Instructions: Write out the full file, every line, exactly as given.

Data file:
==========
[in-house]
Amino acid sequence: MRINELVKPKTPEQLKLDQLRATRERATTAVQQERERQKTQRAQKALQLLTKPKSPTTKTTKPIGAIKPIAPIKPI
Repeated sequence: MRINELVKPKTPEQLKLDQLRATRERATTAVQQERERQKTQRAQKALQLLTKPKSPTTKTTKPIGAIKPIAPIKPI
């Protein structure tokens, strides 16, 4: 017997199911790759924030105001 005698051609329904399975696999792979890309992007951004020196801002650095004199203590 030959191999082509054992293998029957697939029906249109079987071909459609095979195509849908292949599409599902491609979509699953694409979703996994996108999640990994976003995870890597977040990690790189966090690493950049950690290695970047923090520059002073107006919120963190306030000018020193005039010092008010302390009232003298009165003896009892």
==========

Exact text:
[in-house]
Amino acid sequence: MRINELVKPKTPEQLKLDQLRATRERATTAVQQERERQKTQRAQKALQLLTKPKSPTTKTTKPIGAIKPIAPIKPI
Repeated sequence: MRINELVKPKTPEQLKLDQLRATRERATTAVQQERERQKTQRAQKALQLLTKPKSPTTKTTKPIGAIKPIAPIKPI
């Protein structure tokens, strides 16, 4: 017997199911790759924030105001 005698051609329904399975696999792979890309992007951004020196801002650095004199203590 030959191999082509054992293998029957697939029906249109079987071909459609095979195509849908292949599409599902491609979509699953694409979703996994996108999640990994976003995870890597977040990690790189966090690493950049950690290695970047923090520059002073107006919120963190306030000018020193005039010092008010302390009232003298009165003896009892």